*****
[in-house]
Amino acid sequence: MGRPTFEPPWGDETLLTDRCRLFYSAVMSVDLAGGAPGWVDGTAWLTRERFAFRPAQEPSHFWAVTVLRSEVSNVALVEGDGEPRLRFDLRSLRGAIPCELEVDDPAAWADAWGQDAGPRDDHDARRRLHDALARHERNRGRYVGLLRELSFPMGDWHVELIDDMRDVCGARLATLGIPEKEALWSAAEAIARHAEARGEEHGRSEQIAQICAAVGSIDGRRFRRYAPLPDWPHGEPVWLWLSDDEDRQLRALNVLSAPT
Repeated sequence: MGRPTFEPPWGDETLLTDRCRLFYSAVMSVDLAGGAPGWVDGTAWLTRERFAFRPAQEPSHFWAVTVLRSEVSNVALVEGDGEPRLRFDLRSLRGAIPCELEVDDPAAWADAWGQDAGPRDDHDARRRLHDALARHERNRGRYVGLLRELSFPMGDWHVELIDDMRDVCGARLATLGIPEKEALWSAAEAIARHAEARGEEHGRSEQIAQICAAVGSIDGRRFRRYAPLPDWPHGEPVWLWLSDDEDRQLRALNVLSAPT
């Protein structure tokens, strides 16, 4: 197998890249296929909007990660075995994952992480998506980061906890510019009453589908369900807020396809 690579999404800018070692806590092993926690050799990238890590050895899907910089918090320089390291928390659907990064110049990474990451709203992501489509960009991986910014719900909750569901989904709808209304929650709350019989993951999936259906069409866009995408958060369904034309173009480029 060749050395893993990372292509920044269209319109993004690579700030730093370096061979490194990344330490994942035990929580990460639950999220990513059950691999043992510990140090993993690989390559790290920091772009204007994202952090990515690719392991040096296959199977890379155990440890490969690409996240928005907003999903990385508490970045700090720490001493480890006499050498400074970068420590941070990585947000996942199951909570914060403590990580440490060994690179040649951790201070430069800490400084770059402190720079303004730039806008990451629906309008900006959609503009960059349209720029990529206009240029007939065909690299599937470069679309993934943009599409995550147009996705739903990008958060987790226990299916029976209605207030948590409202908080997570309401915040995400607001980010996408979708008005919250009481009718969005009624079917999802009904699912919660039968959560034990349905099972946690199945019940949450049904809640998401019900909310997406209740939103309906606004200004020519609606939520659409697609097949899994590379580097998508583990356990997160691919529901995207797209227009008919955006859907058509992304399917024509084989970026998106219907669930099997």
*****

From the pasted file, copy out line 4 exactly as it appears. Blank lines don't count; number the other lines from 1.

């Protein structure tokens, strides 16, 4: 197998890249296929909007990660075995994952992480998506980061906890510019009453589908369900807020396809 690579999404800018070692806590092993926690050799990238890590050895899907910089918090320089390291928390659907990064110049990474990451709203992501489509960009991986910014719900909750569901989904709808209304929650709350019989993951999936259906069409866009995408958060369904034309173009480029 060749050395893993990372292509920044269209319109993004690579700030730093370096061979490194990344330490994942035990929580990460639950999220990513059950691999043992510990140090993993690989390559790290920091772009204007994202952090990515690719392991040096296959199977890379155990440890490969690409996240928005907003999903990385508490970045700090720490001493480890006499050498400074970068420590941070990585947000996942199951909570914060403590990580440490060994690179040649951790201070430069800490400084770059402190720079303004730039806008990451629906309008900006959609503009960059349209720029990529206009240029007939065909690299599937470069679309993934943009599409995550147009996705739903990008958060987790226990299916029976209605207030948590409202908080997570309401915040995400607001980010996408979708008005919250009481009718969005009624079917999802009904699912919660039968959560034990349905099972946690199945019940949450049904809640998401019900909310997406209740939103309906606004200004020519609606939520659409697609097949899994590379580097998508583990356990997160691919529901995207797209227009008919955006859907058509992304399917024509084989970026998106219907669930099997």